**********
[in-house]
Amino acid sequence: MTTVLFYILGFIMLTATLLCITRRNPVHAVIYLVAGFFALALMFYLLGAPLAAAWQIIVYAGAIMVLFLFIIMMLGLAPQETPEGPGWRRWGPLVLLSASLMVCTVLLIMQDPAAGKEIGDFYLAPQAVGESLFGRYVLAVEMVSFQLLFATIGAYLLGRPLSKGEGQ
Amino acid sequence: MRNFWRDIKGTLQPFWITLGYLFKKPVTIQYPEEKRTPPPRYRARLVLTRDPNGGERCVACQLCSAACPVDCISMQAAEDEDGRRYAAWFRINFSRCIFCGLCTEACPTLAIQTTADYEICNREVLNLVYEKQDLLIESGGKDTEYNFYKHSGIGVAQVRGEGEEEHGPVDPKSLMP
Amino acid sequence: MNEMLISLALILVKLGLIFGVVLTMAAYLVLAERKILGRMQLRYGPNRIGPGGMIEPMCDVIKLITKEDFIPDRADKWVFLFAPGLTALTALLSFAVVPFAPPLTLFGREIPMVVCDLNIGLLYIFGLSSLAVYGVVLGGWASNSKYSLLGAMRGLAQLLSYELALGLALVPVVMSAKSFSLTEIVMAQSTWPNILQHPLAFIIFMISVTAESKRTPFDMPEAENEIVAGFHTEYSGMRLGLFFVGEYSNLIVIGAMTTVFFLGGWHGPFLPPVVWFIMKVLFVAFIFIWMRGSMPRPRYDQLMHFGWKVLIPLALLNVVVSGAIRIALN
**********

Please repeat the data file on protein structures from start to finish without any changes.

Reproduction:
[in-house]
Amino acid sequence: MTTVLFYILGFIMLTATLLCITRRNPVHAVIYLVAGFFALALMFYLLGAPLAAAWQIIVYAGAIMVLFLFIIMMLGLAPQETPEGPGWRRWGPLVLLSASLMVCTVLLIMQDPAAGKEIGDFYLAPQAVGESLFGRYVLAVEMVSFQLLFATIGAYLLGRPLSKGEGQ
Amino acid sequence: MRNFWRDIKGTLQPFWITLGYLFKKPVTIQYPEEKRTPPPRYRARLVLTRDPNGGERCVACQLCSAACPVDCISMQAAEDEDGRRYAAWFRINFSRCIFCGLCTEACPTLAIQTTADYEICNREVLNLVYEKQDLLIESGGKDTEYNFYKHSGIGVAQVRGEGEEEHGPVDPKSLMP
Amino acid sequence: MNEMLISLALILVKLGLIFGVVLTMAAYLVLAERKILGRMQLRYGPNRIGPGGMIEPMCDVIKLITKEDFIPDRADKWVFLFAPGLTALTALLSFAVVPFAPPLTLFGREIPMVVCDLNIGLLYIFGLSSLAVYGVVLGGWASNSKYSLLGAMRGLAQLLSYELALGLALVPVVMSAKSFSLTEIVMAQSTWPNILQHPLAFIIFMISVTAESKRTPFDMPEAENEIVAGFHTEYSGMRLGLFFVGEYSNLIVIGAMTTVFFLGGWHGPFLPPVVWFIMKVLFVAFIFIWMRGSMPRPRYDQLMHFGWKVLIPLALLNVVVSGAIRIALN